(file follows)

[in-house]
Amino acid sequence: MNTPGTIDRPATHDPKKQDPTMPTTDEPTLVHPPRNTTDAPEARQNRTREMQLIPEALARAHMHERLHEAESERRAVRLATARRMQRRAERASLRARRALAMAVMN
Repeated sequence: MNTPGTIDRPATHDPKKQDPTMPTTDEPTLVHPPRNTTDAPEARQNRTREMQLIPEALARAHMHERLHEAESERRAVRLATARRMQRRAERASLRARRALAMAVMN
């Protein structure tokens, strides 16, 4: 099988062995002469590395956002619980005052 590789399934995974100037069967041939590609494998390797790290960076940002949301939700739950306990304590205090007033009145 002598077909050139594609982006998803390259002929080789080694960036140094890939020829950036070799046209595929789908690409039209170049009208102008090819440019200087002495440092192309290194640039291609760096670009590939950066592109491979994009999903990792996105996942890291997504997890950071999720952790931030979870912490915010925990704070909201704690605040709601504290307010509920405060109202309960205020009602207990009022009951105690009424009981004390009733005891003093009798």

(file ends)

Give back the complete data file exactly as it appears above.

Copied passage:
[in-house]
Amino acid sequence: MNTPGTIDRPATHDPKKQDPTMPTTDEPTLVHPPRNTTDAPEARQNRTREMQLIPEALARAHMHERLHEAESERRAVRLATARRMQRRAERASLRARRALAMAVMN
Repeated sequence: MNTPGTIDRPATHDPKKQDPTMPTTDEPTLVHPPRNTTDAPEARQNRTREMQLIPEALARAHMHERLHEAESERRAVRLATARRMQRRAERASLRARRALAMAVMN
């Protein structure tokens, strides 16, 4: 099988062995002469590395956002619980005052 590789399934995974100037069967041939590609494998390797790290960076940002949301939700739950306990304590205090007033009145 002598077909050139594609982006998803390259002929080789080694960036140094890939020829950036070799046209595929789908690409039209170049009208102008090819440019200087002495440092192309290194640039291609760096670009590939950066592109491979994009999903990792996105996942890291997504997890950071999720952790931030979870912490915010925990704070909201704690605040709601504290307010509920405060109202309960205020009602207990009022009951105690009424009981004390009733005891003093009798």